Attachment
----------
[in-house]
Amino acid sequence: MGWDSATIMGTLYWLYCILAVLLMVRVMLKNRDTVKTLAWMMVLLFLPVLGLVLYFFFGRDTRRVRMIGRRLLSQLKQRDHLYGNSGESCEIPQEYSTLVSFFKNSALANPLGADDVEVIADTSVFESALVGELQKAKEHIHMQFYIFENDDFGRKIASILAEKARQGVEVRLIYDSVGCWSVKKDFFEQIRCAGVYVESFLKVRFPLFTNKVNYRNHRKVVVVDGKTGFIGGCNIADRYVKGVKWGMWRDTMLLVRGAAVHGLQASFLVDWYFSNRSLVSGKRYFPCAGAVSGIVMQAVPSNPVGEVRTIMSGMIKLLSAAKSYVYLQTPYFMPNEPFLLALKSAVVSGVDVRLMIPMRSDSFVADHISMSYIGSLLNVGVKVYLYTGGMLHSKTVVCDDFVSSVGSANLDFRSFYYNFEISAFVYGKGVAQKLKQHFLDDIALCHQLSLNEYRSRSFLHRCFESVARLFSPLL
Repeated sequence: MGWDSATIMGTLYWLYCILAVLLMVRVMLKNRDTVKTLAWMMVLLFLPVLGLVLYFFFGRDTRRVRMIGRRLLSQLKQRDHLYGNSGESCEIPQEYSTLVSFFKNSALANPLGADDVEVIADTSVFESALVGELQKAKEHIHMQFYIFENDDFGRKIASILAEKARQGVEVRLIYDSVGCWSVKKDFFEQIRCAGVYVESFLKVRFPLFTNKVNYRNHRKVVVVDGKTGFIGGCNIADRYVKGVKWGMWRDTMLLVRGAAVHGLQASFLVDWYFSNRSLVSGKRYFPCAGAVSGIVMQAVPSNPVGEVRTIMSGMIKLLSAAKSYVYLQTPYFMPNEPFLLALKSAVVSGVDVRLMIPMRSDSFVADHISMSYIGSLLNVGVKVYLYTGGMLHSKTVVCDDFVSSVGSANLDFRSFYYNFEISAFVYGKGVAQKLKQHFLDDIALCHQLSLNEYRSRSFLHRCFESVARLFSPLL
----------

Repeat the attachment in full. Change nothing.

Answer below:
[in-house]
Amino acid sequence: MGWDSATIMGTLYWLYCILAVLLMVRVMLKNRDTVKTLAWMMVLLFLPVLGLVLYFFFGRDTRRVRMIGRRLLSQLKQRDHLYGNSGESCEIPQEYSTLVSFFKNSALANPLGADDVEVIADTSVFESALVGELQKAKEHIHMQFYIFENDDFGRKIASILAEKARQGVEVRLIYDSVGCWSVKKDFFEQIRCAGVYVESFLKVRFPLFTNKVNYRNHRKVVVVDGKTGFIGGCNIADRYVKGVKWGMWRDTMLLVRGAAVHGLQASFLVDWYFSNRSLVSGKRYFPCAGAVSGIVMQAVPSNPVGEVRTIMSGMIKLLSAAKSYVYLQTPYFMPNEPFLLALKSAVVSGVDVRLMIPMRSDSFVADHISMSYIGSLLNVGVKVYLYTGGMLHSKTVVCDDFVSSVGSANLDFRSFYYNFEISAFVYGKGVAQKLKQHFLDDIALCHQLSLNEYRSRSFLHRCFESVARLFSPLL
Repeated sequence: MGWDSATIMGTLYWLYCILAVLLMVRVMLKNRDTVKTLAWMMVLLFLPVLGLVLYFFFGRDTRRVRMIGRRLLSQLKQRDHLYGNSGESCEIPQEYSTLVSFFKNSALANPLGADDVEVIADTSVFESALVGELQKAKEHIHMQFYIFENDDFGRKIASILAEKARQGVEVRLIYDSVGCWSVKKDFFEQIRCAGVYVESFLKVRFPLFTNKVNYRNHRKVVVVDGKTGFIGGCNIADRYVKGVKWGMWRDTMLLVRGAAVHGLQASFLVDWYFSNRSLVSGKRYFPCAGAVSGIVMQAVPSNPVGEVRTIMSGMIKLLSAAKSYVYLQTPYFMPNEPFLLALKSAVVSGVDVRLMIPMRSDSFVADHISMSYIGSLLNVGVKVYLYTGGMLHSKTVVCDDFVSSVGSANLDFRSFYYNFEISAFVYGKGVAQKLKQHFLDDIALCHQLSLNEYRSRSFLHRCFESVARLFSPLL